When the church enters into a cozy relationship with the state this coalition often breeds a lack of courage and conscience among its leaders. Conversely, those believers who resist the privileges of political power tend to have enormous courage and foresight when this world needs them the most. For example, during the rise of Hitler in Germany in the early 1930s, the majority of the Christian leaders in Germany—Protestant and Catholic—were reluctant to speak out against Hitler’s racially and religiously discriminatory policies. Later on, when Hitler’s diabolic policies moved from the persecution of Jews, blacks, and other minorities to the full-blown Holocaust, many of these leaders kept silent for fear of harm. However, from the inception of Hitler’s ascent to power, Detrich Bonhoeffer, a Protestant pastor and leader, warned Germany of being ensnared into the idolatry of looking to a political leader as their savior. In 1933, Bonhoeffer, believing that the Protestant Church in Germany had become too acquiescing and nearly complicit with the state, reacted to Hitler’s persecution of the Jews by admonishing the church to boldly resist these efforts. Bonhoeffer’s active resistance to Hitler and the Nazi regime would continue until he was hanged on April 9, 1945, following two years of imprisonment. He has left the world a powerful example of civil disobedience and a tremendous book on what it means to be a disciple of Christ (The Cost of Discipleship). These things we should never forgot!
Thus, to answer the question: To what extent should people of faith rely on political means to bring about change in society? People of faith should use legitimate political mechanism to address issues of systemic injustice, to maintain law and order, and to defend the poor, the oppressed, and the stranger. However, they should not rely on political measures to create a utopia or a theocracy. Share the gospel, speak truth to power, do good to others, and depend upon persuasion in combination with God’s grace to transform the hearts of human beings. But resist the temptation to rely on political agency to change the world.
During his campaign for the presidency, candidate Trump promised that if elected he would “drain the swamp” in government, however, since becoming president of the USA he has instead installed a cesspool of iniquity. Moreover, President Trump’s proclivity to put his self-interest above the ethical and democratic values of the United States has placed the national security and electoral system of the nation at risk. The reports from our national intelligence agencies and Special Counsel Robert Muller are explicit in the opinion that Russia took measures to subvert the 2016 elections and that it will try to interfere with the 2020 elections. Yet the Trump administration discredit these reports and have done virtually nothing to protect the 2020 elections. People of faith should be encouraged to pray and work for change but we are not at liberty to support leaders who consistently display glaring unethical and inhumane conduct.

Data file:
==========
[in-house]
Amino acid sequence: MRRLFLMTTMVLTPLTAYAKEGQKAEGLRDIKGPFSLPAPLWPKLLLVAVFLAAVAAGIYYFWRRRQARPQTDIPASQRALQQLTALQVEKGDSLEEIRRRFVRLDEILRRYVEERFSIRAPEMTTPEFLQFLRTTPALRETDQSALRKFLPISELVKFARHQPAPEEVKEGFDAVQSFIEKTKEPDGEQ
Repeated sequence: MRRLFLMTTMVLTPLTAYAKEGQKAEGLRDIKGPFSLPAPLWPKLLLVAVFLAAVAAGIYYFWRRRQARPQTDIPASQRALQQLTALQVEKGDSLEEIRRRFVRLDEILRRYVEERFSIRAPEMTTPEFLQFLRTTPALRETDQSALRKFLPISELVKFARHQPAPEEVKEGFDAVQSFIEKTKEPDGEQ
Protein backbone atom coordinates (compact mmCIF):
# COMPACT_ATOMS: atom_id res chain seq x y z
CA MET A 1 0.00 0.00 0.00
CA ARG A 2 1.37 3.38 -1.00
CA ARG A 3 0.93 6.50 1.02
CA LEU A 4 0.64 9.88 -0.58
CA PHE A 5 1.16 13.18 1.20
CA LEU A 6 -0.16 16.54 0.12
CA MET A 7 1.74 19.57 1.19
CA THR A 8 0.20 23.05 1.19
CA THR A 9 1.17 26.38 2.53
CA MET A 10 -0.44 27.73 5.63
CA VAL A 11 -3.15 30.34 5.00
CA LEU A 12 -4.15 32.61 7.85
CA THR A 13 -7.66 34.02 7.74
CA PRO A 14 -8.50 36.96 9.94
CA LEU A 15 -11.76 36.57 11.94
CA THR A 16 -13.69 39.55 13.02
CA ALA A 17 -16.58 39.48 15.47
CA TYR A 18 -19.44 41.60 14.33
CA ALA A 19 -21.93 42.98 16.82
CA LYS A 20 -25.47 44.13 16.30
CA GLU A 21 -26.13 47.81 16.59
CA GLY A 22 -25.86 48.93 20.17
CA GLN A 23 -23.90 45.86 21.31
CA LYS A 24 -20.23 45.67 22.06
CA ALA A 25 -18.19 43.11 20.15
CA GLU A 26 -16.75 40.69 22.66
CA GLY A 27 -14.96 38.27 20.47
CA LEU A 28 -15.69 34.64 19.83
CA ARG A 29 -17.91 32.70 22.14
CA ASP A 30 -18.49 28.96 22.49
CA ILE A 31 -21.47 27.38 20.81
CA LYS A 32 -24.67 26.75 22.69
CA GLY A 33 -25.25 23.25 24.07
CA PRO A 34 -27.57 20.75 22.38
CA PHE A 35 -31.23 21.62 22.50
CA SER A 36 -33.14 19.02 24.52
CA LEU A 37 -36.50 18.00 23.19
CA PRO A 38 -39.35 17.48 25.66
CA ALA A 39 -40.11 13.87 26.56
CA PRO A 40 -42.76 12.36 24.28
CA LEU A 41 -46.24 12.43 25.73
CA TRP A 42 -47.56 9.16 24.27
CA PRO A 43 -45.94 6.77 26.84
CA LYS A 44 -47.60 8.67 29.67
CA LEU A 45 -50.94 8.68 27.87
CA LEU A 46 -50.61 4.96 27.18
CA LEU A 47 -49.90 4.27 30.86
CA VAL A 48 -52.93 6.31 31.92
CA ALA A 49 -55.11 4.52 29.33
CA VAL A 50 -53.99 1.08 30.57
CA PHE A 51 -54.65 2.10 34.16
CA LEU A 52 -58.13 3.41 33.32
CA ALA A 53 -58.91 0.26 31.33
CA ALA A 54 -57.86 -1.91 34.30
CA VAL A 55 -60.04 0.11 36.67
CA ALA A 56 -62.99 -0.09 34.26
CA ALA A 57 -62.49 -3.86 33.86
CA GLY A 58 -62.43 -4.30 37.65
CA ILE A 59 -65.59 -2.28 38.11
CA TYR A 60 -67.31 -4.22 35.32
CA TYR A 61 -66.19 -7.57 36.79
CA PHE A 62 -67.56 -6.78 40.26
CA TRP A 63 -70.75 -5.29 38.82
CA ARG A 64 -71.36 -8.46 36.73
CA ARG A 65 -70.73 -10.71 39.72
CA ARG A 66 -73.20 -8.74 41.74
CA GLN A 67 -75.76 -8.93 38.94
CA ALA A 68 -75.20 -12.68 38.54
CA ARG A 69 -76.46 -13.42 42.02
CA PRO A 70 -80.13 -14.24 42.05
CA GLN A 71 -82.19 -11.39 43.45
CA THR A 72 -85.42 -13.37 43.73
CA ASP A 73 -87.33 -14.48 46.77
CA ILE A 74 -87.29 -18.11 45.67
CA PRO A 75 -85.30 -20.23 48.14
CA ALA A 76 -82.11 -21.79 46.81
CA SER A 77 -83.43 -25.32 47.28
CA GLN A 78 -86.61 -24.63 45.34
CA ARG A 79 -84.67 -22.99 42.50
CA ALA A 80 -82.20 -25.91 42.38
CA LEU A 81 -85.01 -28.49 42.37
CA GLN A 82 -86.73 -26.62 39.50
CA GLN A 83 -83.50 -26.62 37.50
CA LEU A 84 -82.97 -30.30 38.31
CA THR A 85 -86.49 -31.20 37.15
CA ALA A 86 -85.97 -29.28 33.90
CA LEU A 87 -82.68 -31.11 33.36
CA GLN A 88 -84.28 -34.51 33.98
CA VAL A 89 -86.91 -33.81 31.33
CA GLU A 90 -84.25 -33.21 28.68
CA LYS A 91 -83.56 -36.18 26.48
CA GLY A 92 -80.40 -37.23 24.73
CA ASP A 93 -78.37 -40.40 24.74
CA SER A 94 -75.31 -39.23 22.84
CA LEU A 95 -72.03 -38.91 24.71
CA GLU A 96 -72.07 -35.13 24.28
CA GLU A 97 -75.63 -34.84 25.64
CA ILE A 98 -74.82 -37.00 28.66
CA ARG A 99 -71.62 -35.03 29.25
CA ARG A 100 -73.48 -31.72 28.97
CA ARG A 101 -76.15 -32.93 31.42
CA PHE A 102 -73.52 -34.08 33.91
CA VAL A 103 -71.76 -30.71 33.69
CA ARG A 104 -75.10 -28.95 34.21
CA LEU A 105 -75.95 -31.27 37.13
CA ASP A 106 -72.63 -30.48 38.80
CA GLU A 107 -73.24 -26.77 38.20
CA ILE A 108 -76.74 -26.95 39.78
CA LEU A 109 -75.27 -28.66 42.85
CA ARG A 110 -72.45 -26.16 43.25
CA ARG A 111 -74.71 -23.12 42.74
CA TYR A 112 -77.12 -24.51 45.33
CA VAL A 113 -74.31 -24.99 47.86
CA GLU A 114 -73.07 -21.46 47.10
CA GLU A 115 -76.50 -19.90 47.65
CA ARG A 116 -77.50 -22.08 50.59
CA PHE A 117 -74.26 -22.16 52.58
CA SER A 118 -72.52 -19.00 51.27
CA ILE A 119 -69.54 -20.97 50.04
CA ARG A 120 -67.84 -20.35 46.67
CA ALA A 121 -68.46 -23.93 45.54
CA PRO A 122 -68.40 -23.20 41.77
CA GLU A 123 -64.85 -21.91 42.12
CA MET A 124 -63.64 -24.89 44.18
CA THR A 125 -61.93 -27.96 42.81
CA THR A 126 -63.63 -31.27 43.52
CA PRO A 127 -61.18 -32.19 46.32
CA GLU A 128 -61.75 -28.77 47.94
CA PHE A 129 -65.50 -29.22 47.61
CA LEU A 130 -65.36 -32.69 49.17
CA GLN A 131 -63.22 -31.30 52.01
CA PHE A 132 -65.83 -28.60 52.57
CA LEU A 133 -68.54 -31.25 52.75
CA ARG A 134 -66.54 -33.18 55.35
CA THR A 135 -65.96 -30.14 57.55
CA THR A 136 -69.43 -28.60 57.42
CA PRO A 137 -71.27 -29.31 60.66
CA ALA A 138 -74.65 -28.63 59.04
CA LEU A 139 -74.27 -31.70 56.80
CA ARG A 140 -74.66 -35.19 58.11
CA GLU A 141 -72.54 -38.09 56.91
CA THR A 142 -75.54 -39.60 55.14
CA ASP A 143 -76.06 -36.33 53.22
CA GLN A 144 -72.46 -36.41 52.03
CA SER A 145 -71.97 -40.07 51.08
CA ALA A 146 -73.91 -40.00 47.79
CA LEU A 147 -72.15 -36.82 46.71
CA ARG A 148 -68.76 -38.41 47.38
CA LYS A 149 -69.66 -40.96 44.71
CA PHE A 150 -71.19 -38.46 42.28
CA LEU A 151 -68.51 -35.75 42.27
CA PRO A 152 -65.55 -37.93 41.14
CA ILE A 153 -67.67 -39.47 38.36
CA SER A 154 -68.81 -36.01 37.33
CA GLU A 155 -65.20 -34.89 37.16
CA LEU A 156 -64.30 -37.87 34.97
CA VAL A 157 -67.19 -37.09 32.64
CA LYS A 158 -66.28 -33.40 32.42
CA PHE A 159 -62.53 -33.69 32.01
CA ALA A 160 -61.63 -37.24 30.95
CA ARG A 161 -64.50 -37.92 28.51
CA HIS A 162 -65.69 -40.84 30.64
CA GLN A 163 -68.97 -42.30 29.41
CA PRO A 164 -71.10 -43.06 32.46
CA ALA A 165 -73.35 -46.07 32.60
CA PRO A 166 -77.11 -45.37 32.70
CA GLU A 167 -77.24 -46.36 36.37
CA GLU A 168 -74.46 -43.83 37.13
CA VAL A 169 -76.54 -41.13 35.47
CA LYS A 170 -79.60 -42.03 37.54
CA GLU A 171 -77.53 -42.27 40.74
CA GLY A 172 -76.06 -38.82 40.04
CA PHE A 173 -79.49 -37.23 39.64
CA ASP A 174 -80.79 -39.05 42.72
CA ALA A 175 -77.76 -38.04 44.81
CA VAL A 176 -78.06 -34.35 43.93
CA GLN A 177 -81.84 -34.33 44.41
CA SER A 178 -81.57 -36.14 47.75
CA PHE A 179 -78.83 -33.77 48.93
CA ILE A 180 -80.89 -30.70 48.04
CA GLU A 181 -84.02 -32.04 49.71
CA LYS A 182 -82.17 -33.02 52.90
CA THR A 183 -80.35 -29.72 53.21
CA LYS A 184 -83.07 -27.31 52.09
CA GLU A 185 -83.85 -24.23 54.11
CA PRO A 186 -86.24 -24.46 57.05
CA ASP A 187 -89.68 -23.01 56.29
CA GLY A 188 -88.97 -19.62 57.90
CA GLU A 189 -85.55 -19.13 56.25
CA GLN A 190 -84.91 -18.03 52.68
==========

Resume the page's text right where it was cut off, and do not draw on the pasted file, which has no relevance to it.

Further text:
In virtually every age of recorded history you can find two kind of believers: those who exhibit courage and conscience vis-à-vis enormous violation of human rights and those who rely on appeasement and rationalization in an attempt to preserve their comforts and avoid the risk of disruption and harm. In the centuries of the transatlantic slavery and its aftermath there were pastors and church leaders who defended this inhumane institution while other people of faith, such as Frederick Douglass, William Lloyd Garrison, William Wilberforce, Sojourner Truth, and Ellen G. White, courageously spoke out against it and worked to eradicate it. The same scenario followed in the years of Jim Crow discrimination in the United States: some Christian leaders and churches maintained separate facilities for blacks and whites, while others resisted these measures. The same scenario is taking place today in dealing with the bigotry, abuse of power, and inhumane actions of President Donald Trump: some religious leaders actively or nonchalantly support Trump while others are galvanized by conscience and courage to speak out against his blatantly unethical behavior. In this regard, it is important to remember Jesus’s words on one occasion when his relatives approached: “For whoever does the will of my Father in heaven is my brother and sister and mother.” (Matthew 12:50)
Like the character in a well-known fable, President Trump is naked but he and his collaborators publicly declare that he is wearing the most magnificent, transparent, and translucent outfit. Truth is indeed stranger than fiction. I doubt if even the great ancient Greek writer, Homer, has written a tragedy with the ironic combination of comical improprieties and insidious threats to democracy that the presidency of Donald Trump and his collaborators have unleashed on this democratic republic!
May God help us to open our eyes because cherished rights and freedoms that tens of thousands have sacrificed over many years to retain might be swept away overnight!